- PABA and PABA derivatives are commonly used in sunscreens as ultraviolet B (UVB) filters. PABA use has declined over the years, but its derivatives are still around today. PABA may alter thyroid activity and PABA derivatives may have additional endocrine disrupting properties.
FOUND IN: Sunscreens
WHAT TO LOOK FOR ON THE LABEL: PABA, OD-PABA, padimate O, 4-aminobenzoic acid, para-aminobenzoic acid, p-aminobenzoic acid, Et-PABA, 2-ethylhexyl ester, p-carboxyaniline.
- Petrolatum, or petroleum jelly, derived from petroleum, is often used in personal care products as a moisturizing agent. When properly refined, petrolatum has no known health concerns. However, petrolatum is often not fully refined in the US, which means it can be contaminated with toxic chemicals called polycyclic aromatic hydrocarbons (PAHs).
FOUND IN: Lotions, Cosmetics
WHAT TO LOOK FOR ON THE LABEL: Petrolatum, Petroleum Jelly, Paraffin Oil, Mineral Oil and White Petrolatum (refined and safe for use).
- Polyacrylamide is used as a stabilizer and binder in lotions and other products. Though it is not a concern in itself, it is made up of repeating molecules of acrylamide, which is a strongly suspected carcinogen and has been linked to mammary tumors. The European Union (EU) sets limits for the amount of acrylamide allowed in products containing polyacrylamide, but the United States does not currently regulate it.
FOUND IN: Facial moisturizers, anti-aging products, color cosmetics, lotions, hair products, sunscreens, and more.
WHAT TO LOOK FOR ON THE LABEL: Polyacrylamide; acrylamide; polyacrylate, polyquaternium, acrylate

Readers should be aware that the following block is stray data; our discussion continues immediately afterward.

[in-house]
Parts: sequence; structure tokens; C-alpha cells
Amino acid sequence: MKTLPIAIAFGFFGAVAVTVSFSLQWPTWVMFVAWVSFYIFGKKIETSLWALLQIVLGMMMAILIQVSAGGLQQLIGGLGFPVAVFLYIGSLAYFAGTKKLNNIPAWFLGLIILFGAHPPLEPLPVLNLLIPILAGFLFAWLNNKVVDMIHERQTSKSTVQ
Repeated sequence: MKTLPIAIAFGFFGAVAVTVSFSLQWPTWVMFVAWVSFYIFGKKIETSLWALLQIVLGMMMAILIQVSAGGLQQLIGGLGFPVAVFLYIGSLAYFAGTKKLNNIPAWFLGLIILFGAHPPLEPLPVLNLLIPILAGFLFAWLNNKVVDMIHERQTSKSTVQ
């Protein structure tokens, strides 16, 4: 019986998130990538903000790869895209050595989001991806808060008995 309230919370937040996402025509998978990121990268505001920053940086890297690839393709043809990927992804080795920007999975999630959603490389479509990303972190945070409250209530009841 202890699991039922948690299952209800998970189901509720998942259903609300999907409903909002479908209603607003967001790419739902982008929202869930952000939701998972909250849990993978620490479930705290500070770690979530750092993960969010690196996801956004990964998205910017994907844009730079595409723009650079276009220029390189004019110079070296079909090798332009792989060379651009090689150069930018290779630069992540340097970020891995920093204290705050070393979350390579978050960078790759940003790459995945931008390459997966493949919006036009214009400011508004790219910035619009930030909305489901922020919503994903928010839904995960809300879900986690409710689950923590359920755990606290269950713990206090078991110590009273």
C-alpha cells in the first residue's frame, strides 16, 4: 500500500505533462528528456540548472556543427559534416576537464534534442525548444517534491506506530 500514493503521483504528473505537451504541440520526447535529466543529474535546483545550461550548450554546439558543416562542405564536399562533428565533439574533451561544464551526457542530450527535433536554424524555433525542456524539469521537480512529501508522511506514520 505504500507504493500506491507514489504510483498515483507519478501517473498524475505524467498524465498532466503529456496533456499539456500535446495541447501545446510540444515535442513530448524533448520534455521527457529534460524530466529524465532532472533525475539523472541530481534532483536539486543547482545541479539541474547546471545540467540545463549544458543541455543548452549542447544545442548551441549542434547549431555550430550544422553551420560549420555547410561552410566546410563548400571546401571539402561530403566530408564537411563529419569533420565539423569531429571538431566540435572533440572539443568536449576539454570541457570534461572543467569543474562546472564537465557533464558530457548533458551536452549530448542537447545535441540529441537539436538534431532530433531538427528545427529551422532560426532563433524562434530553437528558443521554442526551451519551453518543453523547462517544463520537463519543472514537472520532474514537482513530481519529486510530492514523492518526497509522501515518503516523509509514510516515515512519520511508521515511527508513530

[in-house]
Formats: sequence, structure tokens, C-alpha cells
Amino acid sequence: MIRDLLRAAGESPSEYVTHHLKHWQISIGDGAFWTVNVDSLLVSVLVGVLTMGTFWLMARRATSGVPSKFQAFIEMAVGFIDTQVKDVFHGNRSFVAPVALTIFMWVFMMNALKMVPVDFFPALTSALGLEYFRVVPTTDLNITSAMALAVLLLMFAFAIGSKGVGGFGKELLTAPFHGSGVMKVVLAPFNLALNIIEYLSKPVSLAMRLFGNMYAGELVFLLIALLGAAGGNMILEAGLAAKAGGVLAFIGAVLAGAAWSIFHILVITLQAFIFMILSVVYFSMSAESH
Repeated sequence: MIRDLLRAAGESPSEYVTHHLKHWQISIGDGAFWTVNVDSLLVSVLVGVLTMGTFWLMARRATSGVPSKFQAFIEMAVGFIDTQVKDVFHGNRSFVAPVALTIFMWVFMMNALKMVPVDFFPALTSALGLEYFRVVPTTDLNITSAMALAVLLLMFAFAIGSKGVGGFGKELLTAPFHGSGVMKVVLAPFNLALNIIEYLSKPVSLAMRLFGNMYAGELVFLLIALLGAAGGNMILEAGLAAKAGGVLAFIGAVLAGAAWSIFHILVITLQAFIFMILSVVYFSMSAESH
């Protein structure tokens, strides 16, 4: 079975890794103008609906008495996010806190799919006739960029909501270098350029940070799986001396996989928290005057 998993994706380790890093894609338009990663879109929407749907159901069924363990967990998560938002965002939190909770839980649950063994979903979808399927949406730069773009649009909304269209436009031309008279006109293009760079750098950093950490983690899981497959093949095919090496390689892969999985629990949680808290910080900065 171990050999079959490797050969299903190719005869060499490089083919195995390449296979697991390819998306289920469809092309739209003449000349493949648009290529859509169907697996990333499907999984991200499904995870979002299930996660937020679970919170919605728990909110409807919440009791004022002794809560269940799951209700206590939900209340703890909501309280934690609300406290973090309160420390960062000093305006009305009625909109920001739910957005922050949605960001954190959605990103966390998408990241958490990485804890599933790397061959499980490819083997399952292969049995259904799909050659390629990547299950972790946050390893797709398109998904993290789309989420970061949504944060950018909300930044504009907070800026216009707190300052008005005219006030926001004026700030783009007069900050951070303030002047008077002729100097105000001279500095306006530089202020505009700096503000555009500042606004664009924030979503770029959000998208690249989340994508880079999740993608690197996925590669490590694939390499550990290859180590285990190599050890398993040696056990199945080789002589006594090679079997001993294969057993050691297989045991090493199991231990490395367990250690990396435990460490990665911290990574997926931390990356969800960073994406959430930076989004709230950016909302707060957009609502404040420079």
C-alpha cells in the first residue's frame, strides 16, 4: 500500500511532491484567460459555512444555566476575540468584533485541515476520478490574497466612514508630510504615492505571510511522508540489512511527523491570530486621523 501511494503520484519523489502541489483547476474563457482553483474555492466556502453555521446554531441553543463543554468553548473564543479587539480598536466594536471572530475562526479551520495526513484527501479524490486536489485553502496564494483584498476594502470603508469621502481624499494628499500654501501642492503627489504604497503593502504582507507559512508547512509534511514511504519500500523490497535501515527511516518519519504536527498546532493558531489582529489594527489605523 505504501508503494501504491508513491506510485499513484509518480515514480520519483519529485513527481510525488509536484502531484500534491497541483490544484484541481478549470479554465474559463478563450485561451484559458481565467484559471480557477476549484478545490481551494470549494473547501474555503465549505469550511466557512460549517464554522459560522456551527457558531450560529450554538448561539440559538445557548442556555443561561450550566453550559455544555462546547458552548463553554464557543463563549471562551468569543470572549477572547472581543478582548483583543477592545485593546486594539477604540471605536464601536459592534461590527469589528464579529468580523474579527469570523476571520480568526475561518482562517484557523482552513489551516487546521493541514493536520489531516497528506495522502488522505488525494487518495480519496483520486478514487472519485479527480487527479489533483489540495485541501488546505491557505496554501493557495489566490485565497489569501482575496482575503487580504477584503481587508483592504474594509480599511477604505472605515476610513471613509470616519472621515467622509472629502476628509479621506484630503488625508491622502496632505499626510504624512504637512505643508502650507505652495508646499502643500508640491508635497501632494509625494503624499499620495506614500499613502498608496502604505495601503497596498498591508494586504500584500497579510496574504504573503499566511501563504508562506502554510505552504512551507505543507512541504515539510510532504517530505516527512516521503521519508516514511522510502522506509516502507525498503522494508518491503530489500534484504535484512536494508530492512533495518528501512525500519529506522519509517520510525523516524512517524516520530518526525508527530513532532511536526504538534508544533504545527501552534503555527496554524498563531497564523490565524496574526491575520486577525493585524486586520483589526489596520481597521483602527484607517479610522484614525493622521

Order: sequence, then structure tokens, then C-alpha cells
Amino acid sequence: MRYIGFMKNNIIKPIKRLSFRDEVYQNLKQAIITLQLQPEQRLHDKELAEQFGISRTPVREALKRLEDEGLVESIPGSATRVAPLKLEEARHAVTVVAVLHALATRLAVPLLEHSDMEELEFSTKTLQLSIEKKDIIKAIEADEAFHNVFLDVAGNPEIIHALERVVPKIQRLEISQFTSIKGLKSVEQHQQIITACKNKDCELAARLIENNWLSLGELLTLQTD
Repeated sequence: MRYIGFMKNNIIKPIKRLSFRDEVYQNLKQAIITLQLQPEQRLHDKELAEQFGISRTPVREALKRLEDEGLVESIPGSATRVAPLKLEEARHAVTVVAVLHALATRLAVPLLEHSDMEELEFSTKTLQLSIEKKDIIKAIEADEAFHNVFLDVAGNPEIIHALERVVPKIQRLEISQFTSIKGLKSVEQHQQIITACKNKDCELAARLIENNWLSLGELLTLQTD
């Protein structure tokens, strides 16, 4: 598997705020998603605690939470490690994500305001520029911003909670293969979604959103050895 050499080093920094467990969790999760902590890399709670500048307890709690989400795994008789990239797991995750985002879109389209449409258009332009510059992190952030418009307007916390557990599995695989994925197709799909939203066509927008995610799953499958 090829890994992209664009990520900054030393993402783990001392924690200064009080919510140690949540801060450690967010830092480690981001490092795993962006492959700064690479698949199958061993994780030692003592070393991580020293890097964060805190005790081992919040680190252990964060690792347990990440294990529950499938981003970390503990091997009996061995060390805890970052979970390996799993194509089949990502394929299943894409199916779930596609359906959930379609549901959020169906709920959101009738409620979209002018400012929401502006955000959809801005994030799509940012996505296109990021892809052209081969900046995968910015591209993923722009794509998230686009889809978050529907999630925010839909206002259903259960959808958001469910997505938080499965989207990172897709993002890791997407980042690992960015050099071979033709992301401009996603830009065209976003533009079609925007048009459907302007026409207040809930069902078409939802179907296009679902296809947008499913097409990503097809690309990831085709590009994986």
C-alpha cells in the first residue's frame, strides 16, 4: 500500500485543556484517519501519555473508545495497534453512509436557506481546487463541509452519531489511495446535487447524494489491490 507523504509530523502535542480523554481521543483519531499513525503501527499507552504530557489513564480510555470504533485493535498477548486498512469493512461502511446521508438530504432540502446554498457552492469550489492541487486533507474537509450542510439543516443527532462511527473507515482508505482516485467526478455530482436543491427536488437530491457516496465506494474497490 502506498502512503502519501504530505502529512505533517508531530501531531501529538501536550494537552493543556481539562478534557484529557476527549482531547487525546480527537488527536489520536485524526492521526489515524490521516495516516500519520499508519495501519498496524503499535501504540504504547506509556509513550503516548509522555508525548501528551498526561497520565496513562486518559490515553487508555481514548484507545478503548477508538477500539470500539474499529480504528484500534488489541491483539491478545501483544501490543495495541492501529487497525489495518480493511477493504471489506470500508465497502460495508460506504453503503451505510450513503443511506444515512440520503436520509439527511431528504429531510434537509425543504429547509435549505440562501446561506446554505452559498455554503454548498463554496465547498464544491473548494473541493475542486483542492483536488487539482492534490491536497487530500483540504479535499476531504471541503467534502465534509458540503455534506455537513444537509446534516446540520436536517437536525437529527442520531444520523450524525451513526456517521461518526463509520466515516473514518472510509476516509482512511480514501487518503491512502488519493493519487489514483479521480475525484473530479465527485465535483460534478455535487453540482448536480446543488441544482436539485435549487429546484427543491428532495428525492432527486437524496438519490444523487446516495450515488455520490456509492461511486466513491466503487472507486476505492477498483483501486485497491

- Quaternium-15, a known skin toxicant and allergen, may be especially dangerous for hairdressers and janitors, who are sometimes exposed to this formaldehyde-releasing chemical at regular doses for long periods of time.
FOUND IN: Hair conditioners, hair styling products, creams, lotions, cleansers, shaving products, eye drops contact solutions and household cleaning products.
WHAT TO LOOK FOR ON THE LABEL: Benzalkonium chloride, benzethonium chloride, quaternium-15, guar hydroxypropyltrimonium chloride, centrimonium bromide, polyquaternium – followed by a number (i.e. polyquaternium-7).
- Triclosan and triclocarban are commonly used antimicrobial agents found in many soaps and detergents. The Center for Disease Control and Prevention has identified triclosan in the urine of 75 percent people tested. Widespread use with few regulations has led to concerns regarding their effects on humans and the environment, such as endocrine disruption, bioaccumulation, and the emergence of bacteria resistant to antibodies and antibacterial products.
FOUND IN: Antibacterial soaps and detergents, toothpaste and tooth whitening products, antiperspirants/deodorants, shaving products, creams, color cosmetics.
WHAT TO LOOK FOR ON THE LABEL: Triclosan (TSC) and triclocarban (TCC)
- Toluene is a toxic chemical used in in nail products and hair dyes. Exposure to toluene can result in temporary effects such as headaches, dizziness and cracked skin, as well as more serious effects such as reproductive damage and respiratory complications.
FOUND IN: Nail polish, nail treatment, hair dyes
WHAT TO LOOK FOR ON THE LABEL: Toluene
- Nitrosamines are impurities that can show up in a wide array of cosmetics ingredients—including diethanolamine (DEA) and triethanolamine (TEA)—and products. The U.K.’s Department for Business, Enterprise and Regulatory Reform characterizes nitrosamines as toxic in more animal species than any other category of chemical carcinogen . While common in cosmetics, nitrosamines are not listed on product labels because they are impurities, but avoiding products with DEA and TEA is a start.
FOUND IN: Nearly every kind of personal care product.
WHAT TO LOOK FOR ON THE LABEL: DEA or TEA can indicate the possible presence of nitrosamines.
- Octinoxate, also called Octyl methoxycinnamate or (OMC), is a UV filter. It can be absorbed rapidly through skin. Octinoxate has been detected in human urine, blood and breast milk, which indicates that humans are systemically exposed to this compound [1,2]. Octinoxate is an endocrine disruptor that mimics estrogen and can disrupt thyroid function.
FOUND IN: Hair color products and shampoos, sunscreen, lipstick, nail polish, skin creams.
WHAT TO LOOK FOR ON THE LABEL:Octinoxate,o methoxycinnamate (OMC), parsol, parsol MCX, parsol MOX, escalol, 2-ethylhexyl p-methoxycinnamate.